About Alain Karma

My main research interest lies in theoretical understanding of the emergence of nonequilibrium patterns in nonlinear systems with applications to diverse problems in materials science and biology that are both of fundamental and practical relevance. This research makes extensive uses of mathematical models and computational approaches rooted in nonequilibrium statistical physics and nonlinear dynamics.
In the materials arena, a main focus in my group has been the application of the phase-field method to microstructural pattern formation in alloys. A more recent focus is the extension of this method to stress driven processes leading to materials failure such as crack propagation and crystal decohesion. In the biological arena, our efforts have focused on understanding basic mechanisms of "cardiac arrhythmias", a term commonly used to describe irregular heart rhythms. Of particular interest is ventricular fibrillation, a turbulent rhythm that stops the heart from pumping and is the leading cause of sudden death among industrialized nations. Our recent studies have focused on elucidating the origin of spatiotemporal patterns of period doubling oscillations of calcium and voltage signals in cardiac cells and tissue (networks of cardiac cells) that make the heart susceptible to the onset of life-threatening arrhythmias and fibrillation. This research has the potential to improve current means to identify high risk patients and to prevent cardiac fibrillation beyond the limitations of current therapies, either pharmacologically, or using low amplitude electrical stimuli as an alternative to a massive defibrillatory shock.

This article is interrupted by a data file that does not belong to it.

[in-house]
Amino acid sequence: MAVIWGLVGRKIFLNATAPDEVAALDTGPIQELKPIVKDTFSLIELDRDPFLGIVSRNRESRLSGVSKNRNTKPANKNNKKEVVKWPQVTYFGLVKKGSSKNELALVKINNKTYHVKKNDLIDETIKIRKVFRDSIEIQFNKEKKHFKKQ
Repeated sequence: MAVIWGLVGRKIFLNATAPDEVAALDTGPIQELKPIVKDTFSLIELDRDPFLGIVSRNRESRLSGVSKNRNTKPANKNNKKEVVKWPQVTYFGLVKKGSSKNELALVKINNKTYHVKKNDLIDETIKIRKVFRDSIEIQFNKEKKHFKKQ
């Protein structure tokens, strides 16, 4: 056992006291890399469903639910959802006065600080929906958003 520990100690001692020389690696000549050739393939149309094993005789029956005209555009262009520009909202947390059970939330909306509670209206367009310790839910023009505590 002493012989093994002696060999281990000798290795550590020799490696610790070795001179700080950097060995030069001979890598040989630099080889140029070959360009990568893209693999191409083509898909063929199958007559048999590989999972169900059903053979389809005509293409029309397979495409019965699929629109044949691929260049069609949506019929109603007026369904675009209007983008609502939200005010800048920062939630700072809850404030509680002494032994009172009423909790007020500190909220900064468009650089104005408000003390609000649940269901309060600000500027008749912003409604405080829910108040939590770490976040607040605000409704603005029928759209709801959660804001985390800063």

Present Distinguished Professor, Department of Physics, Northeastern University

Research Interests

Theoretical condensed matter physics and Biological physics

Contact Information

111 Dana Research Center
Northeastern University
360 Huntington Ave.
Boston, MA 02115